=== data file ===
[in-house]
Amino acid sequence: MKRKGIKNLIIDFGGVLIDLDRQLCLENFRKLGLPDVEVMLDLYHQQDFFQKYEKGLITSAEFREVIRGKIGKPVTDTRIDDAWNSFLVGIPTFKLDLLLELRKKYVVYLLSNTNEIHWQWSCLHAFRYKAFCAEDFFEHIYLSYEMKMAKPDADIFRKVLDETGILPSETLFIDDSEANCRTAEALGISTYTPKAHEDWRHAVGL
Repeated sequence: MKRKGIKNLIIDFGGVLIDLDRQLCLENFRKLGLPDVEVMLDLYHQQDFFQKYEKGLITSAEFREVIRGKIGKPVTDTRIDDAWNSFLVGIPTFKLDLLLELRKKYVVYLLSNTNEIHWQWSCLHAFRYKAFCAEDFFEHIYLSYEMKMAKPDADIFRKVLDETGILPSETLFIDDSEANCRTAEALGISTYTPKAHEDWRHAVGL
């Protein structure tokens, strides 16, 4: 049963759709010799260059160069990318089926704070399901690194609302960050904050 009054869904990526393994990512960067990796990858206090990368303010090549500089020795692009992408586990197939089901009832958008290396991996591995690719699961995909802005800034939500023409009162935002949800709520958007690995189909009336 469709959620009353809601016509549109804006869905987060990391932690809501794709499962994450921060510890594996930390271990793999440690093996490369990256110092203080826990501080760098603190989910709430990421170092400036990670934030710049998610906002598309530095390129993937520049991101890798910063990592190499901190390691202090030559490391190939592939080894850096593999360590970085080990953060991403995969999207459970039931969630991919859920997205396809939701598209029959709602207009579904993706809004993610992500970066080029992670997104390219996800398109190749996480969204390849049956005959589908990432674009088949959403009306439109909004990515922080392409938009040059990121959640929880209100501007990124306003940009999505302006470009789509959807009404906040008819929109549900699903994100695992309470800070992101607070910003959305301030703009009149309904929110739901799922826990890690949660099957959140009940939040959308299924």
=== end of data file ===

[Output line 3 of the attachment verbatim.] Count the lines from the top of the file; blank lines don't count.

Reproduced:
Repeated sequence: MKRKGIKNLIIDFGGVLIDLDRQLCLENFRKLGLPDVEVMLDLYHQQDFFQKYEKGLITSAEFREVIRGKIGKPVTDTRIDDAWNSFLVGIPTFKLDLLLELRKKYVVYLLSNTNEIHWQWSCLHAFRYKAFCAEDFFEHIYLSYEMKMAKPDADIFRKVLDETGILPSETLFIDDSEANCRTAEALGISTYTPKAHEDWRHAVGL